Regards,
 
Anand
-----Original Message-----
From: Unnikumaran, Ted [mailto:ted.unnikumaran-6VrSTlVbsFJg9hUCZPvPmw@public.gmane.org]
Sent: Wednesday, June 02, 2004 3:03 PM
To: mingw-users-5NWGOfrQmneRv+LV9MX5uipxlwaOVQ5f@public.gmane.org
Subject: [Mingw-users] Call Mingw DLL from a Visual Basic application

My goal is to create a dll created in mingw that I can call from a Visual Basic application.  The code was initially written on a Linux box and I'm trying to get it to work on Windows.  It compiles in cygwin, but I would like to create a Visual Basic front end.

 

What I first did was the following:

$gcc -shared -mrtd -mno-cygwin -o foo.dll foo.c

 

I was able to get foo.dll to work.  However, I had problems using the -mno-cygwin flag when I tried to compile other components.

 

I read what Mumit Khan suggested and added his files to /usr/local/mingw, and then tried to compile again with "-mno-cygwin" flag with the -I/usr/local/mingw/include and the -L/usr/local/mingw/lib options.  However, this still failed to fully compile.

 

I then installed mingw into c:/mingw and followed the directions in the FAQ - "How do I use MinGW with Cygwin?"

 

However, I'm not too sure what options to give my gcc compiler.  Do I just get rid of the -mno-cygwin flag?  I tried that and the simplest case of foo.dll now doesn't work.  It compiles, but when I try to use it from the VB application, it crashes.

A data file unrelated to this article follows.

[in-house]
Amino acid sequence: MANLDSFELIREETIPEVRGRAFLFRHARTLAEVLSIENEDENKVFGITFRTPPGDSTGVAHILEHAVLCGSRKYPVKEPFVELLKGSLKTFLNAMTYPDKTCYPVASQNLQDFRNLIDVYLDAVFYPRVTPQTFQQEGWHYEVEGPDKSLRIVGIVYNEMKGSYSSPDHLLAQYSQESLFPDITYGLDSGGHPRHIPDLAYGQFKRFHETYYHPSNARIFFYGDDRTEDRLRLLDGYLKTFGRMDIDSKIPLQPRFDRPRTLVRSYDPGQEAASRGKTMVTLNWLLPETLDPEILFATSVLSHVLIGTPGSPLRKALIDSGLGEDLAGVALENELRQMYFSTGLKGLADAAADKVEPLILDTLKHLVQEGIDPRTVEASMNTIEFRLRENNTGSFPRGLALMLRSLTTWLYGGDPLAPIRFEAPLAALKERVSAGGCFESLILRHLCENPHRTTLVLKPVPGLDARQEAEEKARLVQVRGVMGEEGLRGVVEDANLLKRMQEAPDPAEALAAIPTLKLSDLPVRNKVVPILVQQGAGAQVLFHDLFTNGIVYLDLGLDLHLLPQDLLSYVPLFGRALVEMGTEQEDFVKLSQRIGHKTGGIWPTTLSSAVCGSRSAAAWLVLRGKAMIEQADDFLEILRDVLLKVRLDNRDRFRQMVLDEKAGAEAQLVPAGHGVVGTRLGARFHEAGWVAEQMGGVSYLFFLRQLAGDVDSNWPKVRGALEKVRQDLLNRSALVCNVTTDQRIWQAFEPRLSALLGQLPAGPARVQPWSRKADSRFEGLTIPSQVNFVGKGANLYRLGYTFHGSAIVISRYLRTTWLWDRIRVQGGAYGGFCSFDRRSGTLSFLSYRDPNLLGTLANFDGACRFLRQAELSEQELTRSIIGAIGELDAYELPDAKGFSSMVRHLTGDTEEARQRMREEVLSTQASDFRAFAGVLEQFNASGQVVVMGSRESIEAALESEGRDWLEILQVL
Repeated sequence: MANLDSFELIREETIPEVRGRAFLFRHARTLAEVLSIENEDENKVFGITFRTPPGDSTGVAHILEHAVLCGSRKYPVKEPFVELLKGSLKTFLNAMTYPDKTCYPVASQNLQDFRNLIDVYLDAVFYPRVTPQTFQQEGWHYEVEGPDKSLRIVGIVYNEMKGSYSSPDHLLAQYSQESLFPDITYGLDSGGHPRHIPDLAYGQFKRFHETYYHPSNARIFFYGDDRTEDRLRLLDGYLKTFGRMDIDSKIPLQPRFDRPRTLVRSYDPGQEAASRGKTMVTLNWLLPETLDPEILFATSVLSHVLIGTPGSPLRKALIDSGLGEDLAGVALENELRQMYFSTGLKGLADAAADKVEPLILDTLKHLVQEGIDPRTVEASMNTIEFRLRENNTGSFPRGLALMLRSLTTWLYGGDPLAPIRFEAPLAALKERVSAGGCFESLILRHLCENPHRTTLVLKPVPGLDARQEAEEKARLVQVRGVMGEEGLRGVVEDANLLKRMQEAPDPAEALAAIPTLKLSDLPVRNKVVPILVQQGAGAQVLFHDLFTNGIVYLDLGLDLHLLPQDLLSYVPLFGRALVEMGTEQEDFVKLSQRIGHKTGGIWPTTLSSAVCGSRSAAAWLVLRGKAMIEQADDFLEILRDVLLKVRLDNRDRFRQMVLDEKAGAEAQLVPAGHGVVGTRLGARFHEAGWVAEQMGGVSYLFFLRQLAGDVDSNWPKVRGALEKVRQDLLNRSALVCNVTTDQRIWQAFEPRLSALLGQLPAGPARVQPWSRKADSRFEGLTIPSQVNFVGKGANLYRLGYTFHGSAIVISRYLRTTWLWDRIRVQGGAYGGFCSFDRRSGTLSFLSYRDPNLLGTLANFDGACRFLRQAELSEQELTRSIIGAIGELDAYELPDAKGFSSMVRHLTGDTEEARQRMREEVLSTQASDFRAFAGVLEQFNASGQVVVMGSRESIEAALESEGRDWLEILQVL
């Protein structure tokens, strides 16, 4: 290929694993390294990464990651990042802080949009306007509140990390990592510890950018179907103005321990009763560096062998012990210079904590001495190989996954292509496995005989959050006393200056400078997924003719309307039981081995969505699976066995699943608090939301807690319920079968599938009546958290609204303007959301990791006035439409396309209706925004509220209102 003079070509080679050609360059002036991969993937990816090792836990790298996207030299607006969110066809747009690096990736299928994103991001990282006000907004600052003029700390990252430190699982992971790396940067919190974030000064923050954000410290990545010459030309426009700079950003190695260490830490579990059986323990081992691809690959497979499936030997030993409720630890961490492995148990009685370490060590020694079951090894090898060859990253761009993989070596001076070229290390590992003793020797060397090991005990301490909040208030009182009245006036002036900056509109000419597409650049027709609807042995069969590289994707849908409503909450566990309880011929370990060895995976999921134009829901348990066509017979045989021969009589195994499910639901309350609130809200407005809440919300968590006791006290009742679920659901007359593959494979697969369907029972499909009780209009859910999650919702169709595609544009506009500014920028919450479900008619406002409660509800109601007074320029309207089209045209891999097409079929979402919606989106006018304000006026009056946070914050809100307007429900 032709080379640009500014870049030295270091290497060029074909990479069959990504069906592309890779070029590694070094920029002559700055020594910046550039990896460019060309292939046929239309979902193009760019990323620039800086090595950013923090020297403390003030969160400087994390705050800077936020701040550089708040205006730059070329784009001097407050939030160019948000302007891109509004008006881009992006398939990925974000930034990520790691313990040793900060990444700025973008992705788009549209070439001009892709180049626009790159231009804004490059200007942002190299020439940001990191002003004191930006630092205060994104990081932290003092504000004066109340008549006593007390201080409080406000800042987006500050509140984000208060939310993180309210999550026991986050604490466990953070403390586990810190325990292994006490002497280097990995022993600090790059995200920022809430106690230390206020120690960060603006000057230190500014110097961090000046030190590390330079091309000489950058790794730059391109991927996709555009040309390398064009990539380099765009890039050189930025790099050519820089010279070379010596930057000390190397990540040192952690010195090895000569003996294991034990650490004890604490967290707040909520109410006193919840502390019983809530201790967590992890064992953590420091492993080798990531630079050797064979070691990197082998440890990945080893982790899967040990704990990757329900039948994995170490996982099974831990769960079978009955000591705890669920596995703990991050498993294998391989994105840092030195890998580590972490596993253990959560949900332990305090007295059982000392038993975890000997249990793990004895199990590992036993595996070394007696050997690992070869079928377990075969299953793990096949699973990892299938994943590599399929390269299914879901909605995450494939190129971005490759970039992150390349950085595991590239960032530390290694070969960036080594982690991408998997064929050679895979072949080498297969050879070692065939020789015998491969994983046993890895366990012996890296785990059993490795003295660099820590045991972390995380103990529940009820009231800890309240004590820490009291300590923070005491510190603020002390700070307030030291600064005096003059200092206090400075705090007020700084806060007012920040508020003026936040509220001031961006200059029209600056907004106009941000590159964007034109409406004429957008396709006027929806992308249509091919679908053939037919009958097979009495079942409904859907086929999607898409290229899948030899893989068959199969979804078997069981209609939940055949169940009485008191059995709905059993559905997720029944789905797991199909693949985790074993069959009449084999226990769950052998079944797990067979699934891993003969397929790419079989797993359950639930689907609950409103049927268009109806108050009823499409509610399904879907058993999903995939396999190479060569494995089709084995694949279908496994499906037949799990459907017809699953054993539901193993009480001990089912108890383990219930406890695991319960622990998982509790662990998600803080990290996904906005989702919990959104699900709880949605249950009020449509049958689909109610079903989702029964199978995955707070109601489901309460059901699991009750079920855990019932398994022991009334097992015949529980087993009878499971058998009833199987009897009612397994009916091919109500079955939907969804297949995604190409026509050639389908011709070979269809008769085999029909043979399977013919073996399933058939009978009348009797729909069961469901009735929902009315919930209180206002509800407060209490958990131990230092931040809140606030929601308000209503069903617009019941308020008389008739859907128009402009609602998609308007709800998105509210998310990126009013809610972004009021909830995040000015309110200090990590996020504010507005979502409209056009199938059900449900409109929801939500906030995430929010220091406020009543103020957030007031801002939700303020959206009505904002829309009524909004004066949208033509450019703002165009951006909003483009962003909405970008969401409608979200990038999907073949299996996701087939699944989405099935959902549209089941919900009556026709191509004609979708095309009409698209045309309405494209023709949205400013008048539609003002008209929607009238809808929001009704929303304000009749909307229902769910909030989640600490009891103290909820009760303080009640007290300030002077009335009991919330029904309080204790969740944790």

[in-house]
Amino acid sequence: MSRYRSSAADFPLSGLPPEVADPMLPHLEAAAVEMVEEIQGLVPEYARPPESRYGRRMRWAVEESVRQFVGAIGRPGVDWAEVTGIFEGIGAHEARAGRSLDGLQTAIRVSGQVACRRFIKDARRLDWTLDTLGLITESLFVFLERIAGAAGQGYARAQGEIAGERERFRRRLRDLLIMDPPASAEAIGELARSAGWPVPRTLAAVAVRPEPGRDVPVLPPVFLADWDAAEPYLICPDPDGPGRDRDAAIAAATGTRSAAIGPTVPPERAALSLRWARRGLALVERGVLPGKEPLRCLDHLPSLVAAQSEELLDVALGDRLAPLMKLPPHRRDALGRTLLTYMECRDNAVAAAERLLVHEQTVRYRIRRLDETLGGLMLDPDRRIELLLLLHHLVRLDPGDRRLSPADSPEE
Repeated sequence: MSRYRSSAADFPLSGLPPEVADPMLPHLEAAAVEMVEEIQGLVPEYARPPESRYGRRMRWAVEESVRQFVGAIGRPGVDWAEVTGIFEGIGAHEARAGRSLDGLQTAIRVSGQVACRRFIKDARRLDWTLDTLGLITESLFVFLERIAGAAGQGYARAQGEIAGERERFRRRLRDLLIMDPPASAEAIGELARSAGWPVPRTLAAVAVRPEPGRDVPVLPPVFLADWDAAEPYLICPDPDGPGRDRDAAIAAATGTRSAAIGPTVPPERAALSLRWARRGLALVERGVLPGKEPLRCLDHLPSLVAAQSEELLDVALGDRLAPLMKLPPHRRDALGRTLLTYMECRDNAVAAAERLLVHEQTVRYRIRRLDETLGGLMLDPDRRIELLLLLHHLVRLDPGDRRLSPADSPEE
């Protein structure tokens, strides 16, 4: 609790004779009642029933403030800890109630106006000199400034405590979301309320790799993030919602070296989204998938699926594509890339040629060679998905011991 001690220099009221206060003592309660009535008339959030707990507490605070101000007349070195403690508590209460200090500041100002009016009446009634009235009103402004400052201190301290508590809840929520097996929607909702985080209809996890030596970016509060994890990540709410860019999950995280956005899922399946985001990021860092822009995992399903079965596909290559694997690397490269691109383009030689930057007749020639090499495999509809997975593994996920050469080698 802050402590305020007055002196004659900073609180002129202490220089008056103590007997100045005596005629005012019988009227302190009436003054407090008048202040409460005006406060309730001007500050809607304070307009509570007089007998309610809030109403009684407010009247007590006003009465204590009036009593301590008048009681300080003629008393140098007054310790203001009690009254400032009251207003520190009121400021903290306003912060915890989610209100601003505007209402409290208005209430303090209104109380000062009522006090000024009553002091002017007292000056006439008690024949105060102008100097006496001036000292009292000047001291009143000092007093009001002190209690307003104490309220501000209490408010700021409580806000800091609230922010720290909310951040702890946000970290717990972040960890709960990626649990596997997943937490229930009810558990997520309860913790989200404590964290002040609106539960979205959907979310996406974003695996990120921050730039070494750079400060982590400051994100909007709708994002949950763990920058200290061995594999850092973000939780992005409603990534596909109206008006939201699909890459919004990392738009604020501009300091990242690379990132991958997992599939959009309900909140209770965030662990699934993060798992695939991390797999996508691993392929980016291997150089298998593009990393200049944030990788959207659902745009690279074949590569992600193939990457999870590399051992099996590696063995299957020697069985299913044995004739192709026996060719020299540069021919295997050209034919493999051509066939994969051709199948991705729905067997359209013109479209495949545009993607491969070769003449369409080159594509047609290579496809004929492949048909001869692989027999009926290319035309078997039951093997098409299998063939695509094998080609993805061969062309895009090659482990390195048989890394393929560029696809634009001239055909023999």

I then tried to follow the directions in the FAQ "How can an MSVC program call a MinGW DLL, and vice versa?"

What I did was run the following commands:

$gcc -shared -o foo.dll foo.c -Wl,--output-def,foo.def,--out-implib,libfoo.a

$lib /machine:i386 /def:foo.def

$cl foo.c foo.lib

 

This creates the file foo.exe and foo.obj.  The exe works, and I can execute it from the command line.  However, I want a dll that I can call from a VB program.  The dll that is created using the above 3 steps depends on cygwin1.dll, and even with it doesn't seem to work, as it crashes my VB program.

 

Any suggestions would be appreciated.

 

Thanks,

Ted

 

SourceForge.net | 3 Jun 08:22 2004
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[mingw - StupidTechiQuestions] thread keyword in MinGW


Read and respond to this message at: 
https://sourceforge.net/forum/message.php?msg_id=2600153
By: s_a_p

"[Warning] `thread' attribute directive ignored"
Why?!

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SourceForge.net | 3 Jun 14:00 2004
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[mingw - C/C++] How to change directory (System calls)


Read and respond to this message at: 
https://sourceforge.net/forum/message.php?msg_id=2600546
By: nioannou

Hello to everybody,
 Does anybody know how can I invoke a system call to change directory or get
the available files in a directory with the MinGW g++ ?